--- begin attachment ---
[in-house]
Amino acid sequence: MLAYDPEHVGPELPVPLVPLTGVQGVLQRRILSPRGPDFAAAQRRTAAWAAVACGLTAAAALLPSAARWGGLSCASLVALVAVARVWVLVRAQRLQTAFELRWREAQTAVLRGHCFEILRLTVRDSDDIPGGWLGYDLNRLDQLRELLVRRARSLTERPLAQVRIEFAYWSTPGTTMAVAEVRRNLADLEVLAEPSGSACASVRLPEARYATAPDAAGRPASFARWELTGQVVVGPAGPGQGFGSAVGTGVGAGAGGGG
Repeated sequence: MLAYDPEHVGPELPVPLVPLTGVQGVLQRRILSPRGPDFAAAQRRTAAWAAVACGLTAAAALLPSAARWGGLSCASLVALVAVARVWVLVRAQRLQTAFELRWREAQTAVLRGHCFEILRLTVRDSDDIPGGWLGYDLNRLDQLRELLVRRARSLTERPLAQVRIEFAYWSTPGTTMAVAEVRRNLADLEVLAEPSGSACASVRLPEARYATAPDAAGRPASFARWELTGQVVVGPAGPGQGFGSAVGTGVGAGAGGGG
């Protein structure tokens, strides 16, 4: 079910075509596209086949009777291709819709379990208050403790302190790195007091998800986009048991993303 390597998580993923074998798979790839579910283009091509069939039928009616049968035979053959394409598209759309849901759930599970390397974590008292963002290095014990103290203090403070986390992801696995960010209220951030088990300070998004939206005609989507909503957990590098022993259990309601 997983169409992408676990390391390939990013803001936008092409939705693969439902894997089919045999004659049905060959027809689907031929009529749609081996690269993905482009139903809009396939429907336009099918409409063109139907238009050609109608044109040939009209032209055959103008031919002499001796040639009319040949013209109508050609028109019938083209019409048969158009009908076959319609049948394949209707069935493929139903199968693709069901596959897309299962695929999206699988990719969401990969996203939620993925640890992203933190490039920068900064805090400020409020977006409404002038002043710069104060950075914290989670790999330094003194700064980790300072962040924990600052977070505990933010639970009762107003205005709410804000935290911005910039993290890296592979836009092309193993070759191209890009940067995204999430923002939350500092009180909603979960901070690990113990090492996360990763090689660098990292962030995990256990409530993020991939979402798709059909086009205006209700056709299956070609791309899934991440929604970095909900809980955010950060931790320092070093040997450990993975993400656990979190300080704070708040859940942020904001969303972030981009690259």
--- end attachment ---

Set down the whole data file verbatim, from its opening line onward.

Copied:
[in-house]
Amino acid sequence: MLAYDPEHVGPELPVPLVPLTGVQGVLQRRILSPRGPDFAAAQRRTAAWAAVACGLTAAAALLPSAARWGGLSCASLVALVAVARVWVLVRAQRLQTAFELRWREAQTAVLRGHCFEILRLTVRDSDDIPGGWLGYDLNRLDQLRELLVRRARSLTERPLAQVRIEFAYWSTPGTTMAVAEVRRNLADLEVLAEPSGSACASVRLPEARYATAPDAAGRPASFARWELTGQVVVGPAGPGQGFGSAVGTGVGAGAGGGG
Repeated sequence: MLAYDPEHVGPELPVPLVPLTGVQGVLQRRILSPRGPDFAAAQRRTAAWAAVACGLTAAAALLPSAARWGGLSCASLVALVAVARVWVLVRAQRLQTAFELRWREAQTAVLRGHCFEILRLTVRDSDDIPGGWLGYDLNRLDQLRELLVRRARSLTERPLAQVRIEFAYWSTPGTTMAVAEVRRNLADLEVLAEPSGSACASVRLPEARYATAPDAAGRPASFARWELTGQVVVGPAGPGQGFGSAVGTGVGAGAGGGG
């Protein structure tokens, strides 16, 4: 079910075509596209086949009777291709819709379990208050403790302190790195007091998800986009048991993303 390597998580993923074998798979790839579910283009091509069939039928009616049968035979053959394409598209759309849901759930599970390397974590008292963002290095014990103290203090403070986390992801696995960010209220951030088990300070998004939206005609989507909503957990590098022993259990309601 997983169409992408676990390391390939990013803001936008092409939705693969439902894997089919045999004659049905060959027809689907031929009529749609081996690269993905482009139903809009396939429907336009099918409409063109139907238009050609109608044109040939009209032209055959103008031919002499001796040639009319040949013209109508050609028109019938083209019409048969158009009908076959319609049948394949209707069935493929139903199968693709069901596959897309299962695929999206699988990719969401990969996203939620993925640890992203933190490039920068900064805090400020409020977006409404002038002043710069104060950075914290989670790999330094003194700064980790300072962040924990600052977070505990933010639970009762107003205005709410804000935290911005910039993290890296592979836009092309193993070759191209890009940067995204999430923002939350500092009180909603979960901070690990113990090492996360990763090689660098990292962030995990256990409530993020991939979402798709059909086009205006209700056709299956070609791309899934991440929604970095909900809980955010950060931790320092070093040997450990993975993400656990979190300080704070708040859940942020904001969303972030981009690259």